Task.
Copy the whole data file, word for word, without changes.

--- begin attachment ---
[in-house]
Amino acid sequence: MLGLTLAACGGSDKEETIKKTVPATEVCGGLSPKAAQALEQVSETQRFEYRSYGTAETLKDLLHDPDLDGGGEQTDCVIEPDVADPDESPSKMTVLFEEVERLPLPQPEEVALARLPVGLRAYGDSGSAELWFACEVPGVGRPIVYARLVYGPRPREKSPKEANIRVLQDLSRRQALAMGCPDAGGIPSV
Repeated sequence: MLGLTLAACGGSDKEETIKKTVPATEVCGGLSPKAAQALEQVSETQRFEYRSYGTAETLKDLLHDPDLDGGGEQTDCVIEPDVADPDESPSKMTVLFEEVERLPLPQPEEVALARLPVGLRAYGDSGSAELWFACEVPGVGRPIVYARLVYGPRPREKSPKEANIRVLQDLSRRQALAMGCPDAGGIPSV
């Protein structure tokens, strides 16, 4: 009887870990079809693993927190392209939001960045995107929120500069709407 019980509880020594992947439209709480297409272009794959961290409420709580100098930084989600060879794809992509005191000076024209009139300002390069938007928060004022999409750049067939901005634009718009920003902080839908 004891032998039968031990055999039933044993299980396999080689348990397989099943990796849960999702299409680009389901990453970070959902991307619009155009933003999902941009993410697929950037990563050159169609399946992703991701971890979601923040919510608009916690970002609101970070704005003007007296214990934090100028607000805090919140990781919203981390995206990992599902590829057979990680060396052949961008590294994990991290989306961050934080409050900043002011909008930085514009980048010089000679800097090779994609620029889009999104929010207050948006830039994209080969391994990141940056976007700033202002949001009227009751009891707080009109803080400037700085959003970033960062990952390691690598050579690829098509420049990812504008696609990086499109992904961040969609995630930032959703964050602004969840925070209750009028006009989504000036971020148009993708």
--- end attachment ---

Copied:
[in-house]
Amino acid sequence: MLGLTLAACGGSDKEETIKKTVPATEVCGGLSPKAAQALEQVSETQRFEYRSYGTAETLKDLLHDPDLDGGGEQTDCVIEPDVADPDESPSKMTVLFEEVERLPLPQPEEVALARLPVGLRAYGDSGSAELWFACEVPGVGRPIVYARLVYGPRPREKSPKEANIRVLQDLSRRQALAMGCPDAGGIPSV
Repeated sequence: MLGLTLAACGGSDKEETIKKTVPATEVCGGLSPKAAQALEQVSETQRFEYRSYGTAETLKDLLHDPDLDGGGEQTDCVIEPDVADPDESPSKMTVLFEEVERLPLPQPEEVALARLPVGLRAYGDSGSAELWFACEVPGVGRPIVYARLVYGPRPREKSPKEANIRVLQDLSRRQALAMGCPDAGGIPSV
């Protein structure tokens, strides 16, 4: 009887870990079809693993927190392209939001960045995107929120500069709407 019980509880020594992947439209709480297409272009794959961290409420709580100098930084989600060879794809992509005191000076024209009139300002390069938007928060004022999409750049067939901005634009718009920003902080839908 004891032998039968031990055999039933044993299980396999080689348990397989099943990796849960999702299409680009389901990453970070959902991307619009155009933003999902941009993410697929950037990563050159169609399946992703991701971890979601923040919510608009916690970002609101970070704005003007007296214990934090100028607000805090919140990781919203981390995206990992599902590829057979990680060396052949961008590294994990991290989306961050934080409050900043002011909008930085514009980048010089000679800097090779994609620029889009999104929010207050948006830039994209080969391994990141940056976007700033202002949001009227009751009891707080009109803080400037700085959003970033960062990952390691690598050579690829098509420049990812504008696609990086499109992904961040969609995630930032959703964050602004969840925070209750009028006009989504000036971020148009993708």